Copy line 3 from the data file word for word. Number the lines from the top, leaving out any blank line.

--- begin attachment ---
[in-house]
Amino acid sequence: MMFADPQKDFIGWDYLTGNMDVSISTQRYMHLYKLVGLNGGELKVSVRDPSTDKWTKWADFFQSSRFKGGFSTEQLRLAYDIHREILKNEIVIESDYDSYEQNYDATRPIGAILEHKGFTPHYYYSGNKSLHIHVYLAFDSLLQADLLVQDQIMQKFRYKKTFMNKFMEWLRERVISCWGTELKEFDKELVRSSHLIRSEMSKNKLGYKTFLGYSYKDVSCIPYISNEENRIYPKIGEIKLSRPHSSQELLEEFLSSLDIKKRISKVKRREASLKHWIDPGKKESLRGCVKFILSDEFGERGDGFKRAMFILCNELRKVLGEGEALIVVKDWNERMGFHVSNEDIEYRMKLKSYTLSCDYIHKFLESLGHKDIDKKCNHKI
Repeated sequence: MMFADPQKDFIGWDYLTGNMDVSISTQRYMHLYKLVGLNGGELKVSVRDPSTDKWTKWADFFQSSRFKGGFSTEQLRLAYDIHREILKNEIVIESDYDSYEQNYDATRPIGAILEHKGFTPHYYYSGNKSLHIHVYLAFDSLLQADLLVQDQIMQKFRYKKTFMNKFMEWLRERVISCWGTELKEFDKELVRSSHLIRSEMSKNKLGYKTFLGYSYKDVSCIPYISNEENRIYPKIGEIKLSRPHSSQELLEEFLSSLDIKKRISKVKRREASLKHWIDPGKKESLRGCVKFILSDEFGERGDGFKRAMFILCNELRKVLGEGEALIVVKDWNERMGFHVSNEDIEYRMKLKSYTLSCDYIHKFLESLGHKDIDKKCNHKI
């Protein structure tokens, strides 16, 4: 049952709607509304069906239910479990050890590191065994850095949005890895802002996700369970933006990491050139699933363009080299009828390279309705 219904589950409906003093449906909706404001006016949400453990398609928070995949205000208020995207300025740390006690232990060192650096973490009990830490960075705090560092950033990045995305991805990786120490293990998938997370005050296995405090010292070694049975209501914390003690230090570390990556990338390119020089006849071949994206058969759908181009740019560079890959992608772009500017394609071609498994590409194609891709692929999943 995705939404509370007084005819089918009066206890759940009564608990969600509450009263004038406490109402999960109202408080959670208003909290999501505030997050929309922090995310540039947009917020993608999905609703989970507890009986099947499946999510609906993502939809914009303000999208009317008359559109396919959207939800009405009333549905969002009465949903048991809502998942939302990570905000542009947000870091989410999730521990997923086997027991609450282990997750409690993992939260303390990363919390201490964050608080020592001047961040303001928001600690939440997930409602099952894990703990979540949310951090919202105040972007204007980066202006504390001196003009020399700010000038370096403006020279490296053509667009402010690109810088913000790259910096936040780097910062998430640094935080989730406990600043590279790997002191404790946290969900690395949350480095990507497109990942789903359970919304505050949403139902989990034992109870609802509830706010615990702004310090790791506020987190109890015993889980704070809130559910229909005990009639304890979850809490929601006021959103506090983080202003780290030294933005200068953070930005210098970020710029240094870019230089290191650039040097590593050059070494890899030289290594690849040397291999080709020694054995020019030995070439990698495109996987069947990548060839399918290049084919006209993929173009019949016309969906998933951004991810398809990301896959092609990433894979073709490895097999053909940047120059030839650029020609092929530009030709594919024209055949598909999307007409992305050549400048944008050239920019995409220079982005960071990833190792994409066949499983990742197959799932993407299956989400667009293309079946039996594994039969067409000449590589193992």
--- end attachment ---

Repeated sequence: MMFADPQKDFIGWDYLTGNMDVSISTQRYMHLYKLVGLNGGELKVSVRDPSTDKWTKWADFFQSSRFKGGFSTEQLRLAYDIHREILKNEIVIESDYDSYEQNYDATRPIGAILEHKGFTPHYYYSGNKSLHIHVYLAFDSLLQADLLVQDQIMQKFRYKKTFMNKFMEWLRERVISCWGTELKEFDKELVRSSHLIRSEMSKNKLGYKTFLGYSYKDVSCIPYISNEENRIYPKIGEIKLSRPHSSQELLEEFLSSLDIKKRISKVKRREASLKHWIDPGKKESLRGCVKFILSDEFGERGDGFKRAMFILCNELRKVLGEGEALIVVKDWNERMGFHVSNEDIEYRMKLKSYTLSCDYIHKFLESLGHKDIDKKCNHKI